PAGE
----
The Department of Production Animal Medicine of the Faculty of Veterinary Medicine and the Production Animal Hospital (link in Finnish only) of the Veterinary Teaching Hospital at the University of Helsinki operate on the grounds of the historic Saari Manor in Mäntsälä.
Juhani Taponen, serving as the director of the Production Animal Hospital, began working in 1993 at the then College of Veterinary Medicine. For years, Taponen worked as a locum senior assistant, until in 2004 when he was appointed a clinical instructor.
“When I started, our facilities were located at the Hautjärvi experimental farm about six kilometres that way,” Taponen indicates from the balcony of the baron’s mansion. These days, the bedroom located on the second floor of the stony manor house is serving as a meeting room.
In 1995, the College was incorporated into the University of Helsinki as the Faculty of Veterinary Medicine. This resulted in a move from Hautjärvi to the Saari Manor grounds.
“Leaving Hautjärvi was difficult for us, but transferring to the neighbouring village was definitely the best option of those available. It’s not the walls that count, but the region of practice, the municipality or a larger area using the veterinary services. We had the chance to remain within our established region and continue cooperation with our regular customers. In hindsight, lots of good actually came from the move.”
Uterine torsions and artificial insemination
Fifth-year veterinary students spend at least eight weeks at the Production Animal Hospital. The training period includes exercises, demonstrations and clinical instruction.
“Cow reproduction is the nucleus of my teaching and research. In practice, I conduct my reproduction-related practice with students in tow, teaching them palpation and ultrasound examination of the uterus and ovaries, among other things.”
In the training hall, students get a real hands-on experience of their future work. The hall houses plywood crates the size of a cow’s midsection. Each crate contains an artificial uterus, the external opening of which is connected through a genuine bovine pelvic skeleton to the side of the crate and a circular opening that simulates the vagina.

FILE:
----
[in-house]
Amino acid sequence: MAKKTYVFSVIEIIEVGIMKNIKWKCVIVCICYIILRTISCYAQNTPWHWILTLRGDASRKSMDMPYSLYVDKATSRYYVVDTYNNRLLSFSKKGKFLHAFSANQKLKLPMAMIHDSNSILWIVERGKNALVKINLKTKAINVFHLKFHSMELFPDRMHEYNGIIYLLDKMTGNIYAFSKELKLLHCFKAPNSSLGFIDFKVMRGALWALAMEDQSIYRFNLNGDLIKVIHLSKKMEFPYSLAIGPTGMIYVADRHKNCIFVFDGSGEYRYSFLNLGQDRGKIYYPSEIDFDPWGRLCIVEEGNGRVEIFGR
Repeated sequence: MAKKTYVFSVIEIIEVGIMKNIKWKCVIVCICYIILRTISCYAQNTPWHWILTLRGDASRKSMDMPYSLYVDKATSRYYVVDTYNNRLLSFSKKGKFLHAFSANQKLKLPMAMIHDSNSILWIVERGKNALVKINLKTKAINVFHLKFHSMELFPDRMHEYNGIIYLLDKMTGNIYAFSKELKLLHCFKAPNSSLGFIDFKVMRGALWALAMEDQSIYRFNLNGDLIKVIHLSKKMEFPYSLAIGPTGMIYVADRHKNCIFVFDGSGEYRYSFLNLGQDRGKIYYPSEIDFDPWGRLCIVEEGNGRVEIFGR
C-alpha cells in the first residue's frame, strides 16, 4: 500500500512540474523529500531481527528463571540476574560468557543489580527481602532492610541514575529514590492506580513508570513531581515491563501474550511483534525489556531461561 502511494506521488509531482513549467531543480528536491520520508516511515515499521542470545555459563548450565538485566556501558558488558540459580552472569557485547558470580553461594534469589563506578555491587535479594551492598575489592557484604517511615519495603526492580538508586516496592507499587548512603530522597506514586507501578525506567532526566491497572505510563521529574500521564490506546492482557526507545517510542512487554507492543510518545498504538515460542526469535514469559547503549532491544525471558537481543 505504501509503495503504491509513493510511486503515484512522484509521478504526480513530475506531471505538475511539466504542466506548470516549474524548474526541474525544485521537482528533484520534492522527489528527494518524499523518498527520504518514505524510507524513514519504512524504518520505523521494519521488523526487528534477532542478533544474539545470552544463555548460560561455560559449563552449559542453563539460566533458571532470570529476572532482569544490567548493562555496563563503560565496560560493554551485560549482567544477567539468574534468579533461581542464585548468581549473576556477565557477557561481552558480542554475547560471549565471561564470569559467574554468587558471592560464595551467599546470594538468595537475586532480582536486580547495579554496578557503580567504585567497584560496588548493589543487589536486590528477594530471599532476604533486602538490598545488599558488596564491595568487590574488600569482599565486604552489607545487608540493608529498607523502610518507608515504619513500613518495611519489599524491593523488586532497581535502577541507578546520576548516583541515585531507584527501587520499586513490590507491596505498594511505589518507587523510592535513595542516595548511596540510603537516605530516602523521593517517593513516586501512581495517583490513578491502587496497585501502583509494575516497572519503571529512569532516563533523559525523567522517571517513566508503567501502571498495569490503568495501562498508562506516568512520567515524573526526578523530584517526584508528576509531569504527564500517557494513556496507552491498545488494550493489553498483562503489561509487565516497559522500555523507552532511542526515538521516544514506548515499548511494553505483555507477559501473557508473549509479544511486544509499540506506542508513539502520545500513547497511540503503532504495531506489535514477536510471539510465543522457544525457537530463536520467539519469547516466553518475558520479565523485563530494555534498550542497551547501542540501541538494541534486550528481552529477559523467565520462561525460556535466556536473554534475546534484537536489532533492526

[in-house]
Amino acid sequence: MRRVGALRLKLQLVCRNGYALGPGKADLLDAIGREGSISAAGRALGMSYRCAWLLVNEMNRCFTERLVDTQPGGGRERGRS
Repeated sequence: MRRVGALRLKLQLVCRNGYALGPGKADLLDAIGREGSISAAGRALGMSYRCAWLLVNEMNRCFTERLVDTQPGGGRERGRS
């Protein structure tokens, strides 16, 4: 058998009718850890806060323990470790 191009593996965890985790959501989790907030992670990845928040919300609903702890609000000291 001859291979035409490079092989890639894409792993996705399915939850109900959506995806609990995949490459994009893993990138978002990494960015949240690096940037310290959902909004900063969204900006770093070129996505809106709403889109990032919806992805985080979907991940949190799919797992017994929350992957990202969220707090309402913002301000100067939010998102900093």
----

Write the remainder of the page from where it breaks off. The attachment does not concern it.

A dead calf is placed inside the uterus in various positions, enabling the students to practise delivery methods.
The delivery practice crate is a safe way for training delivery assistance. Students can, for example, practise turning the calf inside the uterus or even cutting up a calf that has died inside the uterus to avoid a challenging caesarean section.
A professorship that emphasises research
The research conducted by Taponen is related to the hormonal therapies used to control cow reproduction and practical embryo production, such as the use of sexed sperm. Research projects have also been conducted in collaboration with scholars specialised in domestic animals at the Faculty of Agriculture and Forestry.
“I have been here for ages. During my job interview, I was asked what will change were I to be appointed professor,” laughs Taponen.
“I don’t consider this a big upheaval, but rather a continuum that I am just fine-tuning. In the last few years, my employment situation has been unsettled and I have not been able to commit to extensive projects. Now that everything is clear, I am able to focus on research for the long term, not forgetting teaching,” Taponen concludes.
Juhani Taponen, DVetMed, assumed the professorship in the reproduction of domestic animals at the University of Helsinki’s Faculty of Veterinary Medicine on 1 August 2018. The inauguration lectures of new professors will be held on 5 December 2018.